Zebigo, Led by Boeing and Blue Origin Vet, Rolls Out Ride-Sharing Network in Seattle

Mark Russell spent 13 years commuting the 50-odd miles from Graham, WA, to Kirkland and back. Driving alone, he couldn’t use the carpool lane, so he spent countless hours sitting in traffic. Now he is channeling years of pent-up frustration to help solve the broader ride-sharing problem, using a confluence of social networks, mobile applications, and smart optimization algorithms.

Russell’s company, Zebigo, is introducing its new service in Seattle later this week, when it will begin signing up customers. The Web-based service will start in earnest on June 17 in Seattle, Bellevue, and Tacoma. It works sort of like a cross between Zipcar and eBay, without the bidding. Customers set up accounts with Zebigo, and the software and Web interface matches up riders trying to go from A to B at a certain time with drivers already heading there or planning to go—all within a minute or two. If both parties agree to the rideshare, then the rider will pay the driver after they carpool together (much less than a taxi fare), with Zebigo taking a flat fee of 49 cents from each transaction. The whole thing can be done with smartphones; Zebigo sends information to the rider and driver by e-mail and text message.

“Our goal is to turn your mobile phone into a set of keys,” Russell says.

Although the service is meant for strangers to be able to share rides—more on this social barrier below—repeat carpoolers might drive a lot of business, and build their own network of people they get to know. “I feel like I am the customer for this system. I wasted three and a half hours a day in traffic,” Russell says. “I want to amalgamate all these technologies into something that really has an impact on society and the environment.”

Russell is no stranger to high-impact work. He’s a veteran of Boeing, Intel, and Blue Origin, Amazon founder Jeff Bezos’s aerospace firm. Perhaps what’s most intriguing about Zebigo is that its team of seven full-timers (and about a dozen people in all) comes largely from the aerospace industry, where they solved technical problems ranging from flight routing to intelligent database programming to spacecraft separation for launching satellites.

But it isn’t too surprising that they’ve turned their efforts to a big transportation problem. There seems to be renewed interest in sharing cars, exemplified by Cambridge, MA-based Zipcar’s plans for an initial public offering, as we reported just yesterday. And online ride-sharing services, such as Zimride, PickupPal, and GoLoco, have been sprouting up around the U.S. and Canada in the past couple of years. Meanwhile, the granddaddy of instant carpooling is the “slugging” system around Washington DC, whereby commuters line up to hitch rides with strangers who need extra people to use the three-person carpool lanes. That system, which is free, has been in full swing since the 1980s.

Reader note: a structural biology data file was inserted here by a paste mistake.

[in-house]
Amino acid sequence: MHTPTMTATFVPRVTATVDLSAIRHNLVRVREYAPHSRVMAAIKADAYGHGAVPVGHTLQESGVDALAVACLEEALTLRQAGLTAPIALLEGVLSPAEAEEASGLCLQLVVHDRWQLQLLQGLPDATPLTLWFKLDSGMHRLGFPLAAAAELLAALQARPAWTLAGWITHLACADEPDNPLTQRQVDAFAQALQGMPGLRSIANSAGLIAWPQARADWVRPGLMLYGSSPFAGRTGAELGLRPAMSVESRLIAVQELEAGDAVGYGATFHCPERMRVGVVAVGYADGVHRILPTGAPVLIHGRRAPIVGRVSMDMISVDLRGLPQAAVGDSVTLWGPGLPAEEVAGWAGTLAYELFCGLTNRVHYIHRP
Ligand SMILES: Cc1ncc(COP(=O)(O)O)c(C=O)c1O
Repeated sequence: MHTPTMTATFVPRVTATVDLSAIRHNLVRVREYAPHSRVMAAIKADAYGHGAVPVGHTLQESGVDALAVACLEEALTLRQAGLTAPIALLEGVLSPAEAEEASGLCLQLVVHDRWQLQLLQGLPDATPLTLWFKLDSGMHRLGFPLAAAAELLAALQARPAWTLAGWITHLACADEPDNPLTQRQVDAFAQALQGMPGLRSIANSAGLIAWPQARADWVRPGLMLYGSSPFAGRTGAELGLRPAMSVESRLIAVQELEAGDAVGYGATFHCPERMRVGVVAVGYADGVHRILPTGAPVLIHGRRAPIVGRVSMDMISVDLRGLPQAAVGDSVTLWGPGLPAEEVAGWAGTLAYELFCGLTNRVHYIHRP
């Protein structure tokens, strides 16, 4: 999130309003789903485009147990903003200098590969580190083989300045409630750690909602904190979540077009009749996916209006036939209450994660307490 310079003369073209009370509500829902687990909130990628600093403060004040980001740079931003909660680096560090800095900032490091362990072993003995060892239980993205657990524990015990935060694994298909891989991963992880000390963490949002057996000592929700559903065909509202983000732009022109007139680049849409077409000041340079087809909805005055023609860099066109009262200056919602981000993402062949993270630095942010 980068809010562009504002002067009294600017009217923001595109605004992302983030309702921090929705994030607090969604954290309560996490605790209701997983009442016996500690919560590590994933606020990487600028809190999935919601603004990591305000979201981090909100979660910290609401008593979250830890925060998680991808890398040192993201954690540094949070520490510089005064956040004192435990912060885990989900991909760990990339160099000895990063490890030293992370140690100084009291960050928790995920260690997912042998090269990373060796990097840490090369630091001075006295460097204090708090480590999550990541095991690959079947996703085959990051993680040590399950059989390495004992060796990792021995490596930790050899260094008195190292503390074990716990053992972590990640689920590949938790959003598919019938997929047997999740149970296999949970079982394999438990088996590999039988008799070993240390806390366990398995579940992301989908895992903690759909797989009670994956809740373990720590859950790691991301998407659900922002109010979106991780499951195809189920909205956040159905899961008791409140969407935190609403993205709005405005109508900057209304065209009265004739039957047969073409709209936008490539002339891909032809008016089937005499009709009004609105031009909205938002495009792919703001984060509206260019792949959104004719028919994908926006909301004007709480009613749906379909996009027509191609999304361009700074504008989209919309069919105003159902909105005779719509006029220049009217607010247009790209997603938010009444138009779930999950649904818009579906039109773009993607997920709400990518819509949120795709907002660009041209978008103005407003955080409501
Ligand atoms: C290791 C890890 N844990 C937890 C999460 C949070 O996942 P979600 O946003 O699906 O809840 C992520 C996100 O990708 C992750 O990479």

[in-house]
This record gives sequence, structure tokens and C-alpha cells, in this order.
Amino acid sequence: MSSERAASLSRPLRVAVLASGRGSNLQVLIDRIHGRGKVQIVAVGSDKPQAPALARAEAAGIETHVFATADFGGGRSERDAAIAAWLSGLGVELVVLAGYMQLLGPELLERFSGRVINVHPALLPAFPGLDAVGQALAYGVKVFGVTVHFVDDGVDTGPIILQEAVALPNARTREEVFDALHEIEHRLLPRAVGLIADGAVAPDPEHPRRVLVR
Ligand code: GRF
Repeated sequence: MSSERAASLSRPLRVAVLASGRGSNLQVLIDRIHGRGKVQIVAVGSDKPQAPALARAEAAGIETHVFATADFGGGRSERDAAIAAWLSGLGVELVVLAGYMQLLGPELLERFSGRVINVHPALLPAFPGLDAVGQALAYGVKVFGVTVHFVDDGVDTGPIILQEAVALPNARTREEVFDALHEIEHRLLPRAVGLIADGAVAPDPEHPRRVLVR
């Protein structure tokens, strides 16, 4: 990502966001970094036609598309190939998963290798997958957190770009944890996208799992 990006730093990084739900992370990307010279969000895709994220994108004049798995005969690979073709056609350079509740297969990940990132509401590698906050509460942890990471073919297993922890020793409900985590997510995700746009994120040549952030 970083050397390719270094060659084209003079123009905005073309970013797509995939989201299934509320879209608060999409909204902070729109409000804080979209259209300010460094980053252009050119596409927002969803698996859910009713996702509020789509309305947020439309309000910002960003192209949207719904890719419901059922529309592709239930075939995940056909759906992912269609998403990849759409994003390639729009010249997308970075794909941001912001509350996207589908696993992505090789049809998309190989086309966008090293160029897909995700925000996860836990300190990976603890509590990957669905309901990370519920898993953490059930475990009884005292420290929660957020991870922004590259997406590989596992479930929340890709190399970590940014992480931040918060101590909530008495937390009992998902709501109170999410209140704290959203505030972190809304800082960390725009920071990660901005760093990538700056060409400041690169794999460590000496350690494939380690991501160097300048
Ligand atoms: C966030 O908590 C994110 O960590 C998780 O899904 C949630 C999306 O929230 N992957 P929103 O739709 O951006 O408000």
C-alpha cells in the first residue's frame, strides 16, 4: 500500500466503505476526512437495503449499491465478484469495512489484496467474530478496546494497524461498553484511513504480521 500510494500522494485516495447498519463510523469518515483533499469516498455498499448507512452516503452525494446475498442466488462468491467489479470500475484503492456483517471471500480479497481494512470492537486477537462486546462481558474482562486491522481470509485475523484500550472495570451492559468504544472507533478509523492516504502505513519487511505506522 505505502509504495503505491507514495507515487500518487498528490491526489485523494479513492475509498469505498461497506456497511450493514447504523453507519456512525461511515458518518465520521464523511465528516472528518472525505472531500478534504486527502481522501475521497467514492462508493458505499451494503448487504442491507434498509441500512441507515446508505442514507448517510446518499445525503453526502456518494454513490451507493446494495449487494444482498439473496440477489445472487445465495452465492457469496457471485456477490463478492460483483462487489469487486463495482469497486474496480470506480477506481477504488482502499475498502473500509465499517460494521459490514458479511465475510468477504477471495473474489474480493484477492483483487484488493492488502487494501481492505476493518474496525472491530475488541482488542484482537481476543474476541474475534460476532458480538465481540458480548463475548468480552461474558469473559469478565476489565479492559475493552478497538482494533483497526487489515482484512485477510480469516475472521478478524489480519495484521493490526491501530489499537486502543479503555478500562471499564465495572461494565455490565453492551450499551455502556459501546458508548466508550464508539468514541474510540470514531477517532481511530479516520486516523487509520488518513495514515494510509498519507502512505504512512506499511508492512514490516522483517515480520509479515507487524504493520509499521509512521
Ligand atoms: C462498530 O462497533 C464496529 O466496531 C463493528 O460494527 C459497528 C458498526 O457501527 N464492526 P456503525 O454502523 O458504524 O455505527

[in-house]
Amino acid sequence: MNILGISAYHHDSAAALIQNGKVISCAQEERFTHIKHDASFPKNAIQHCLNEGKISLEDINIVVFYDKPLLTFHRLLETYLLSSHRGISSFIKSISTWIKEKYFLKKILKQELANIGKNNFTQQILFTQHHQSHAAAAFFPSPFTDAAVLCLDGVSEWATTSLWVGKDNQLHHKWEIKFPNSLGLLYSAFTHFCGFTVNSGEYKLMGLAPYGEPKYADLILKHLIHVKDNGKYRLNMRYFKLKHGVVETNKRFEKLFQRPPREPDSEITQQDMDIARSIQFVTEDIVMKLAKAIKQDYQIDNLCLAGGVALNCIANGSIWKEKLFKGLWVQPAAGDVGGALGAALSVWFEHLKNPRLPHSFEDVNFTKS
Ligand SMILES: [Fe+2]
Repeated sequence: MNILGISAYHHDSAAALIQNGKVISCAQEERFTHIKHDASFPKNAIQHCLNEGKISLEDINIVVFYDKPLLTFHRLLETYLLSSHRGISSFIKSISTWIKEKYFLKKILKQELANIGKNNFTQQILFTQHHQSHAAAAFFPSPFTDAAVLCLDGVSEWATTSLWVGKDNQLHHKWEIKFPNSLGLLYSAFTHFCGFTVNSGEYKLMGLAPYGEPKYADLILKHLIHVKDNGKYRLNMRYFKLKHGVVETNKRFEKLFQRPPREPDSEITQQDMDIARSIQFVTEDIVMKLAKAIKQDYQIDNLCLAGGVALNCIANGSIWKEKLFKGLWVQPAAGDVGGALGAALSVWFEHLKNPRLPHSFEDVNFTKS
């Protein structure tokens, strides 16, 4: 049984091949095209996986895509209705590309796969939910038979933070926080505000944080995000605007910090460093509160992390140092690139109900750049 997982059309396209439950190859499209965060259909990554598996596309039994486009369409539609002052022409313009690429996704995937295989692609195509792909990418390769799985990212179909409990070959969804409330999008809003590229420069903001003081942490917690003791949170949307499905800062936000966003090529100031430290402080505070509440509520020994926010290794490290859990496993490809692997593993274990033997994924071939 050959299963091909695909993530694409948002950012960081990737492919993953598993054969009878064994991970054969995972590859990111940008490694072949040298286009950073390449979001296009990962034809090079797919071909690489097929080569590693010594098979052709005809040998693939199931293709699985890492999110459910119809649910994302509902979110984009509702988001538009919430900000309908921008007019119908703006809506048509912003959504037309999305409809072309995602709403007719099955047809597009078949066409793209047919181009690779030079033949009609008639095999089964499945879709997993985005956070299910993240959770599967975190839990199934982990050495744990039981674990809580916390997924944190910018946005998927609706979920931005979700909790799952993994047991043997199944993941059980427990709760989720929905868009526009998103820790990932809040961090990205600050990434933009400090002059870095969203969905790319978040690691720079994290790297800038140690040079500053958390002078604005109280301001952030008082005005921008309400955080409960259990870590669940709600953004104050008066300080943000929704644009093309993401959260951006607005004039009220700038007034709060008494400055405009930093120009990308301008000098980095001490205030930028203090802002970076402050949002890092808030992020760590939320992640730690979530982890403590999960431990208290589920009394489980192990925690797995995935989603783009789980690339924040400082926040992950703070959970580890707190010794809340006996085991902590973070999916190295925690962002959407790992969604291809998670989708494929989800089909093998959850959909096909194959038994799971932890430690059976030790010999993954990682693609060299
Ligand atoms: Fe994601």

The competing online carpooling services “haven’t really addressed the real-time nature of the problem,” Russell says. Some need a larger critical mass of riders and drivers to make it work, he says, as compared to Zebigo, which is optimized so that “with fewer numbers of people in the system, we can intelligently match them together.” Other competitors depend on riders having Facebook friends who are going their way.

Of course, the social barrier of riding with strangers is probably greater than the technological problem that Zebigo solves. How will the company deal with privacy, security, and safety issues? For starters, there is an eBay-style rating system for riders and drivers, and each member has a searchable profile. Members can choose to include a background check done by LexisNexis. Women can request that they ride only with other women. In terms of privacy, only the matched-up rider and driver can see each other’s pictures, so they can recognize one another. Once they meet, either party can cancel the ride at any time, with no fee.

At the end of the day, drivers get paid a little bit, but mostly the service is about convenience and speeding up the commute. “It’s a lot about time savings,” Russell says. “Money legitimizes the transaction.”

Zebigo has been privately funded to this point, mostly through Russell and his friends and family. His team has built its first product on about $750,000, and is currently looking for more funding as it hopes to wend its way to break-even. “If you want to do well in green [tech] and time savings, you’ve got to make it profitable or it’s not sustainable,” Russell says. “I learned well from Jeff Bezos—you don’t bet the farm on one thing, you build a platform.”

By the end of the summer, Russell hopes to have 3,000 to 5,000 members signed up in the Seattle area. On any given day, he’d like to see hundreds of transactions. His plan is to prove the business model in Seattle, and eventually roll out the service in other cities on the West Coast and in the Southwest.

Russell says he takes pride in “bringing a small team of highly skilled, intelligent folks together and making something fly.” His standard procedure, born of the aerospace industry, is “We research, we build, we test, we fly.” We’ll be watching to see if Zebigo flies in Seattle, and beyond.

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